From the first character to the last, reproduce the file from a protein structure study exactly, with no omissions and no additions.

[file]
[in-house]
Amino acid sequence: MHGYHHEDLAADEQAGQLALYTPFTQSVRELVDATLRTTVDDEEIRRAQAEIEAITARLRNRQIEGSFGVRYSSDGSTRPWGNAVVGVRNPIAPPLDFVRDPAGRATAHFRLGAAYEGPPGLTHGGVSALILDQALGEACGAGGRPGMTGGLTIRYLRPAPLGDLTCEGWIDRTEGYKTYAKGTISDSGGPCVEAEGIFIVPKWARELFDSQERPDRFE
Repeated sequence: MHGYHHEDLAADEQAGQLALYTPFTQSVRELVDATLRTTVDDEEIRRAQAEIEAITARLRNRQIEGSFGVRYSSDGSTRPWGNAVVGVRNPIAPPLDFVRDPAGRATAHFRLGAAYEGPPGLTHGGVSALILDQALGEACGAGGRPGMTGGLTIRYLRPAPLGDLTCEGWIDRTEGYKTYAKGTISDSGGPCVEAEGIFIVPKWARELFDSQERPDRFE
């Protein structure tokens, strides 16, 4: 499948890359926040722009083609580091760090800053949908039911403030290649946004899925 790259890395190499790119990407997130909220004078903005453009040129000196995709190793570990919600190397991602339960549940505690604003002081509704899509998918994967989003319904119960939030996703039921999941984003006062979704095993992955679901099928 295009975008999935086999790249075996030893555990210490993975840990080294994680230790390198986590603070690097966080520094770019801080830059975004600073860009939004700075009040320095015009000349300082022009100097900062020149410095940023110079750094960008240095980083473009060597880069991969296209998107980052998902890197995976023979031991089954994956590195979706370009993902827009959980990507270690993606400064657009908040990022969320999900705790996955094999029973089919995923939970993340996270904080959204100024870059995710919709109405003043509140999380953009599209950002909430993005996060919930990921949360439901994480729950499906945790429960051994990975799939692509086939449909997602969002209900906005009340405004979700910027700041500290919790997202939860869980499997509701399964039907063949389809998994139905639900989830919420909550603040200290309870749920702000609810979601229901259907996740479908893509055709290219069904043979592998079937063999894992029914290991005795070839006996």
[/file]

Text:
[in-house]
Amino acid sequence: MHGYHHEDLAADEQAGQLALYTPFTQSVRELVDATLRTTVDDEEIRRAQAEIEAITARLRNRQIEGSFGVRYSSDGSTRPWGNAVVGVRNPIAPPLDFVRDPAGRATAHFRLGAAYEGPPGLTHGGVSALILDQALGEACGAGGRPGMTGGLTIRYLRPAPLGDLTCEGWIDRTEGYKTYAKGTISDSGGPCVEAEGIFIVPKWARELFDSQERPDRFE
Repeated sequence: MHGYHHEDLAADEQAGQLALYTPFTQSVRELVDATLRTTVDDEEIRRAQAEIEAITARLRNRQIEGSFGVRYSSDGSTRPWGNAVVGVRNPIAPPLDFVRDPAGRATAHFRLGAAYEGPPGLTHGGVSALILDQALGEACGAGGRPGMTGGLTIRYLRPAPLGDLTCEGWIDRTEGYKTYAKGTISDSGGPCVEAEGIFIVPKWARELFDSQERPDRFE
């Protein structure tokens, strides 16, 4: 499948890359926040722009083609580091760090800053949908039911403030290649946004899925 790259890395190499790119990407997130909220004078903005453009040129000196995709190793570990919600190397991602339960549940505690604003002081509704899509998918994967989003319904119960939030996703039921999941984003006062979704095993992955679901099928 295009975008999935086999790249075996030893555990210490993975840990080294994680230790390198986590603070690097966080520094770019801080830059975004600073860009939004700075009040320095015009000349300082022009100097900062020149410095940023110079750094960008240095980083473009060597880069991969296209998107980052998902890197995976023979031991089954994956590195979706370009993902827009959980990507270690993606400064657009908040990022969320999900705790996955094999029973089919995923939970993340996270904080959204100024870059995710919709109405003043509140999380953009599209950002909430993005996060919930990921949360439901994480729950499906945790429960051994990975799939692509086939449909997602969002209900906005009340405004979700910027700041500290919790997202939860869980499997509701399964039907063949389809998994139905639900989830919420909550603040200290309870749920702000609810979601229901259907996740479908893509055709290219069904043979592998079937063999894992029914290991005795070839006996």